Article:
I see the powers that be are at it again in London. Who in their right mind authorized the purchase of an $85,000 Christmas tree?
I don’t care if it can play “Come all ye Faithful" in 12 languages. This is beyond outrageous and hits insanity. London, Kentucky is not Dollywood.
I remember Christmas celebrations in London some five decades back when the Fireman’s Club sponsored the parade and it was held in the afternoon with the reasoning being it would be warmer in the day time for small children to enjoy.
As the years past, the parade was moved to the evening hours so that everyone could enjoy the lights, the event was titled “Christmas on Main.” Then a decision was made to name the Christmas parade after one of London’s own, Randy Smith. I went to high school with Randy and in all the years I knew him he was always smiling. His family should be proud and honored that a local event bears his name for services rendered to his community.
But, $85,000 for a Christmas tree? For heaven's sake that is the price of a house! Initially there may be interest but over time the new will wear off.
To my knowledge, I will tell you one thing you will not see where this tree is placed. You will not see a manger scene — the true reason for the holiday. Why, you may ask will you not see a manger scene? Because the property is owned by the city of London and according to federal court rulings the placement of a manger scene would be the endorsement of religion by a governmental entity. I wonder though if any one would have the guts to put up a manger scene on this same property? With the likelihood of someone complaining and winding up in federal court. There is one thing I am certain of $85,000 would not have been spent on a manger scene depicting the true meaning of the holiday.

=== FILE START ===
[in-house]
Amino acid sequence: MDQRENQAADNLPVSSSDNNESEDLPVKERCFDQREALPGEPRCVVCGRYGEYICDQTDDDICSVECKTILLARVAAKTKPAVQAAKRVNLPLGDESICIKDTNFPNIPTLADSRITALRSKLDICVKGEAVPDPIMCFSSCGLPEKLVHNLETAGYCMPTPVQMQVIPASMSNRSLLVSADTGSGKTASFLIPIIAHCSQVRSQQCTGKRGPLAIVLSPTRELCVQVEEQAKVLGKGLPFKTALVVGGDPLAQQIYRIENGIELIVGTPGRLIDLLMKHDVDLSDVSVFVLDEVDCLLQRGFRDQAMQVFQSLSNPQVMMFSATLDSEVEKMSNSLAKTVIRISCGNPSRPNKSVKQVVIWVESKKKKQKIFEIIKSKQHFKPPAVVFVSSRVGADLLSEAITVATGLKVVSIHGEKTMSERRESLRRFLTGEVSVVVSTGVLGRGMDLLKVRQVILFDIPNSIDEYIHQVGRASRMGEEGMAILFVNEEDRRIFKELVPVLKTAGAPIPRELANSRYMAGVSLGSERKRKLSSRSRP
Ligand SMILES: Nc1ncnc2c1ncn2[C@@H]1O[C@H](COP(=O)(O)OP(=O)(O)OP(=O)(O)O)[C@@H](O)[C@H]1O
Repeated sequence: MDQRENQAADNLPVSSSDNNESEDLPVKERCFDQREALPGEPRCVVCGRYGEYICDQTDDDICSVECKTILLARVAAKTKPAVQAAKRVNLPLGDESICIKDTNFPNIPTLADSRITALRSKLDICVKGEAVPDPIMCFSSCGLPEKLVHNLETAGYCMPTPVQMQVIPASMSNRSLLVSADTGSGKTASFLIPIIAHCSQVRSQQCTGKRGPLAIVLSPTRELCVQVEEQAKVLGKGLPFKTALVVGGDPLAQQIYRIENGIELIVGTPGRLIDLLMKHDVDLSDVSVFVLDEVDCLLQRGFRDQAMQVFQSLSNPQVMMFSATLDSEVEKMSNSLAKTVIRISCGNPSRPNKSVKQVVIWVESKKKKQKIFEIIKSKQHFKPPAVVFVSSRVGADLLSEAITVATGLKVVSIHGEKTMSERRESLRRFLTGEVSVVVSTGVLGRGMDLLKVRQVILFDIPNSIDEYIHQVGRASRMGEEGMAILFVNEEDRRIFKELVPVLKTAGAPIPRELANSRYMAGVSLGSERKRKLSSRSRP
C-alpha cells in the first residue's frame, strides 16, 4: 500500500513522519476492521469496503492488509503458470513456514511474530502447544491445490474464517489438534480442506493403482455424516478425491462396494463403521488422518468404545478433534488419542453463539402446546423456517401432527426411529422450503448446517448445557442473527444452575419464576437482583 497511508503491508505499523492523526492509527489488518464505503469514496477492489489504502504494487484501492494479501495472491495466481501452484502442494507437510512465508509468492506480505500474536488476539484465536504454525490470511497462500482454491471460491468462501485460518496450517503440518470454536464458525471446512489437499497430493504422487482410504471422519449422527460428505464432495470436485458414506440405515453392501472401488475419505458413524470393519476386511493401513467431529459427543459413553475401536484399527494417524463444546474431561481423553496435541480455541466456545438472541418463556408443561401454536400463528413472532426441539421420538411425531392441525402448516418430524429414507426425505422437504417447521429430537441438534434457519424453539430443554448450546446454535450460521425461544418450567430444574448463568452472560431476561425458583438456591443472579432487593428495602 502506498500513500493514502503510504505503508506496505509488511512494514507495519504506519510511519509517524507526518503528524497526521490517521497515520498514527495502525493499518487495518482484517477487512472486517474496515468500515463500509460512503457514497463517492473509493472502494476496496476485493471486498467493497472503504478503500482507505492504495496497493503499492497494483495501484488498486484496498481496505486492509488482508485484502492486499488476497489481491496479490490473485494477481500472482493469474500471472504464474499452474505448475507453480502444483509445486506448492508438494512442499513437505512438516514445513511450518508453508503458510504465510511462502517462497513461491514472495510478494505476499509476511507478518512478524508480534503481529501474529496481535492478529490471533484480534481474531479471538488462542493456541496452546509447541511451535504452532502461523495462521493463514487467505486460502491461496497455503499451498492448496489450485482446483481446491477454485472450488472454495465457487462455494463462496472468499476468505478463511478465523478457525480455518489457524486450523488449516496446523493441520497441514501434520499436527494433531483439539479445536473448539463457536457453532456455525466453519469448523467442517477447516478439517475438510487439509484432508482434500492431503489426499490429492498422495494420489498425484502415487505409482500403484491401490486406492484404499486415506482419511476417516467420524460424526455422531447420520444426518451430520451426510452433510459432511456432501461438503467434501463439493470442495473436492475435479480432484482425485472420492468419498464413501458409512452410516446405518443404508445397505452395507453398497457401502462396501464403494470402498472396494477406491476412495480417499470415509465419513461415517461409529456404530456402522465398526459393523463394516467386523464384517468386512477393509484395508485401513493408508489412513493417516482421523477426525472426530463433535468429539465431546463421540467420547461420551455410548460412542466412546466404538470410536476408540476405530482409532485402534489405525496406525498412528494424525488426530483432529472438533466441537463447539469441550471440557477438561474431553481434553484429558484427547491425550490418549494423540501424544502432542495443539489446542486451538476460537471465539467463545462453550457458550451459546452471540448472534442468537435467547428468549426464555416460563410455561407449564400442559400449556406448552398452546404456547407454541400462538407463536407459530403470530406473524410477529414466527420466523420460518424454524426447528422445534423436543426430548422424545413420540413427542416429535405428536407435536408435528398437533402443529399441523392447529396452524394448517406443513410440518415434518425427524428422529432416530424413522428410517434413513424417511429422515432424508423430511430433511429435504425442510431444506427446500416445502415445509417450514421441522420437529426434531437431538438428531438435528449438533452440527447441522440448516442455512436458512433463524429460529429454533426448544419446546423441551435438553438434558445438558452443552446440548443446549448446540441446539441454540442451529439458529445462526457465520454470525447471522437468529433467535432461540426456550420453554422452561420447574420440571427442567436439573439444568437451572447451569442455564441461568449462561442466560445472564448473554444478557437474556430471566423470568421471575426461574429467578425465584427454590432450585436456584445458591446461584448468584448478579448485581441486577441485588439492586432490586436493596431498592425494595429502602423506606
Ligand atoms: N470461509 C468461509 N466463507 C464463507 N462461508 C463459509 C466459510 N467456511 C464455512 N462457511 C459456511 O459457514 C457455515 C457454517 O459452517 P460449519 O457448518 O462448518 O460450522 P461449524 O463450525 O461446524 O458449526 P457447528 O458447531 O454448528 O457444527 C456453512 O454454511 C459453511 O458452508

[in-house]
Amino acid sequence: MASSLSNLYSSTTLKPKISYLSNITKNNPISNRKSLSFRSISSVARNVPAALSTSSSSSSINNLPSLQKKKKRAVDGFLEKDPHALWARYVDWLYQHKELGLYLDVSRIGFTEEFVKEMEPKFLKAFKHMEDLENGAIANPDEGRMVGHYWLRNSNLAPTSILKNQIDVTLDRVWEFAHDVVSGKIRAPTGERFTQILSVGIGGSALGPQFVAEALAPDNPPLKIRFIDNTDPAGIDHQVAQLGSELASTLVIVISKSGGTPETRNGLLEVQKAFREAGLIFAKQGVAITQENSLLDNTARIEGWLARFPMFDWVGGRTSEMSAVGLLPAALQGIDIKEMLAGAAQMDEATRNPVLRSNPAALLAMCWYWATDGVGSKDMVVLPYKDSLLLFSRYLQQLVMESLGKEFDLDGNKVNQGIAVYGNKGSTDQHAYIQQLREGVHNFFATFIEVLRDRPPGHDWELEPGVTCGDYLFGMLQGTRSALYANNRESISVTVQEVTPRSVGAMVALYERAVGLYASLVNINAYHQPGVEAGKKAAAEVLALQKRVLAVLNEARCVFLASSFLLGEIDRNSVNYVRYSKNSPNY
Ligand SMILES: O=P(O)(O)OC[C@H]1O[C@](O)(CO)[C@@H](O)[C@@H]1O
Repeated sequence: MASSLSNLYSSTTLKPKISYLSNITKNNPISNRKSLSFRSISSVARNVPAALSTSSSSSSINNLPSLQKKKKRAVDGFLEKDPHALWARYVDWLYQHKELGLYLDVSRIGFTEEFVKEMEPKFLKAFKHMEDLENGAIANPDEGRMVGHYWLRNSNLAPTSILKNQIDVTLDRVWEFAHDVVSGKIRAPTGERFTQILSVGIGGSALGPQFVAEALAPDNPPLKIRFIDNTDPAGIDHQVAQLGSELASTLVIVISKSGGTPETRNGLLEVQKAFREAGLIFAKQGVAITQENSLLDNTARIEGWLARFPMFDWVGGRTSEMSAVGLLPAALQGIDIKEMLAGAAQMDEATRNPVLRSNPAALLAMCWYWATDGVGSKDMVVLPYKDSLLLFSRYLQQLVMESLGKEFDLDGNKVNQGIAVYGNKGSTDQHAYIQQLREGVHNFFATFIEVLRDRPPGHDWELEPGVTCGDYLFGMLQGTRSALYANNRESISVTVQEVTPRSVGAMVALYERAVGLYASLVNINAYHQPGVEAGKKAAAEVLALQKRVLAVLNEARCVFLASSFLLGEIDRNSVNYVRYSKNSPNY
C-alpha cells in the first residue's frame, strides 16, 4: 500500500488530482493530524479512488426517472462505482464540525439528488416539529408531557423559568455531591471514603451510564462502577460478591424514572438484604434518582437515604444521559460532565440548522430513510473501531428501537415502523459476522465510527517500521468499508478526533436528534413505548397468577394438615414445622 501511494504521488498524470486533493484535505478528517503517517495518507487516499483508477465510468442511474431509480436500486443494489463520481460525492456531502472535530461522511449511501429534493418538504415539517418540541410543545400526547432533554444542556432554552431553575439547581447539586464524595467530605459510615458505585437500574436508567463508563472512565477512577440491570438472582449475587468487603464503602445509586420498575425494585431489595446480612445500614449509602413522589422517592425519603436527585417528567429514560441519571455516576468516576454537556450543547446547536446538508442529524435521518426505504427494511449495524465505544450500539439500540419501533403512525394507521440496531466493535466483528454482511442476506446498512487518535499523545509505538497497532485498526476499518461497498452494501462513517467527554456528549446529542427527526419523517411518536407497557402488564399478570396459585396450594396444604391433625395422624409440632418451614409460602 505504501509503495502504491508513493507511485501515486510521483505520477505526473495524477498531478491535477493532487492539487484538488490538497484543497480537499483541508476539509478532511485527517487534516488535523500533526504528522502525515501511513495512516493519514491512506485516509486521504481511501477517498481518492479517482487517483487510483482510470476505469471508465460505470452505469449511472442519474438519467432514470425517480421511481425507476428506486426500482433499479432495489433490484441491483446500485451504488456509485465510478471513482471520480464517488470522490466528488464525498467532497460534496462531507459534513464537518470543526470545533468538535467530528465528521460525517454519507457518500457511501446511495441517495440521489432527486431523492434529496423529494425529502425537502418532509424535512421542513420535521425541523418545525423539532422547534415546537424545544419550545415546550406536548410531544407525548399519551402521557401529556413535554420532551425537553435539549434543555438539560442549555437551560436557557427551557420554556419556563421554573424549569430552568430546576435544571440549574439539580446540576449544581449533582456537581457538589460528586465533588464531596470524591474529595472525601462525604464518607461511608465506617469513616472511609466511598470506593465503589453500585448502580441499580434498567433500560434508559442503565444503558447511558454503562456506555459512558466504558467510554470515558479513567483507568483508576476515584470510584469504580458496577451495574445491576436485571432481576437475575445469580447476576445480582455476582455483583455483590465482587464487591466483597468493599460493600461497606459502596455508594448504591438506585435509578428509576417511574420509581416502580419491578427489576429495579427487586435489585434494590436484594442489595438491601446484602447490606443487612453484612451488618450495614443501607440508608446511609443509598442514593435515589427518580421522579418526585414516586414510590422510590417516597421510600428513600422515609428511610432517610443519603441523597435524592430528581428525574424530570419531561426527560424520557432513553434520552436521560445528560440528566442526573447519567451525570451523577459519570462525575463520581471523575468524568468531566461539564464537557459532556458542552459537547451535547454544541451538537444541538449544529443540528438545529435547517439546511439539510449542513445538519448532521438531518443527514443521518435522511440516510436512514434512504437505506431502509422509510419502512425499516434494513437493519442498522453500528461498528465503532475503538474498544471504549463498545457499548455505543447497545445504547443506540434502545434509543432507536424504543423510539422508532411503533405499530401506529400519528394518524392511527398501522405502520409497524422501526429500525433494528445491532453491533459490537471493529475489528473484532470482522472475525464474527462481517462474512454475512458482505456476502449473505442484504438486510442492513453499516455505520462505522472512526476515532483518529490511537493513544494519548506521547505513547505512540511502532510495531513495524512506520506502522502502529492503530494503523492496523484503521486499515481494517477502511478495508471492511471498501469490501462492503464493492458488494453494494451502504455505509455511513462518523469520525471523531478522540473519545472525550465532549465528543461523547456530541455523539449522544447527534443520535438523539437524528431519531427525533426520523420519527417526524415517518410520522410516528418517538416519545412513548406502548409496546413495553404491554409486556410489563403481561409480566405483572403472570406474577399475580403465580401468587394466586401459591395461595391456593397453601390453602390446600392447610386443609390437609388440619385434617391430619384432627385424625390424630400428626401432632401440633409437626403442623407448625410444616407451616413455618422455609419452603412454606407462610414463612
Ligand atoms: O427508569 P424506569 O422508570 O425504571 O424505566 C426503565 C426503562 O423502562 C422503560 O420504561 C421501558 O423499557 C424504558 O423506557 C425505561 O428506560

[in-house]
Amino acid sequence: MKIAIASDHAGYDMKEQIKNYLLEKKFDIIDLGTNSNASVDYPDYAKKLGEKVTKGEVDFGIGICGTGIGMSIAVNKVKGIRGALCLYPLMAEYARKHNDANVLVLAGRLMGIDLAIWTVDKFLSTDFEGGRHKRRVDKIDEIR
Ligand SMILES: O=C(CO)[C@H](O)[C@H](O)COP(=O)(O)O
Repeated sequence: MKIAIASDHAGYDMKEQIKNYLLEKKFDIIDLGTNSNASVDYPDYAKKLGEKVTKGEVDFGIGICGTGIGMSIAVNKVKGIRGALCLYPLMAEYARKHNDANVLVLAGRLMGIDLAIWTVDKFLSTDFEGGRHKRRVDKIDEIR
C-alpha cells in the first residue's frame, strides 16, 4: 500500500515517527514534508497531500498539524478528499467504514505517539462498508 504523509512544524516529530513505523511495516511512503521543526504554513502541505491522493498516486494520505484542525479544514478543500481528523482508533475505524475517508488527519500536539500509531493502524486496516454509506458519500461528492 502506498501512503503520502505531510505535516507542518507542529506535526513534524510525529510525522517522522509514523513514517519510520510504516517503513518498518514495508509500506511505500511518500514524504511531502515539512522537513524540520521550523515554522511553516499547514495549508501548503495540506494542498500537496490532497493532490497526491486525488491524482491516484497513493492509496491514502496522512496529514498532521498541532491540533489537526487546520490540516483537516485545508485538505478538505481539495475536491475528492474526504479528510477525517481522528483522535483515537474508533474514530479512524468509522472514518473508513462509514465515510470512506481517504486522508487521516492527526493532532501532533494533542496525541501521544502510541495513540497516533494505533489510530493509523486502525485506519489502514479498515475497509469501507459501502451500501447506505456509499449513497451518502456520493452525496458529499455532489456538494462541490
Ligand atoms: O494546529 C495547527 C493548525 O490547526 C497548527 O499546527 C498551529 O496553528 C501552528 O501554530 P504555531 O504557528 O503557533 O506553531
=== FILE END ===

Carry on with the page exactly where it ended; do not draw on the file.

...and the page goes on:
In a nutshell, this is blatant commercialization of Christmas in the name of tourism.
How much food could have been provided to the poor of Laurel County? How many upgrades to the homeless shelter could have been made? How many school lunches would this have paid for?
London has changed. Those of us that can remember some five decades back hang on to those precious memories and remember the simplicity of a small town’s Christmas celebration.
Darrell W. Peters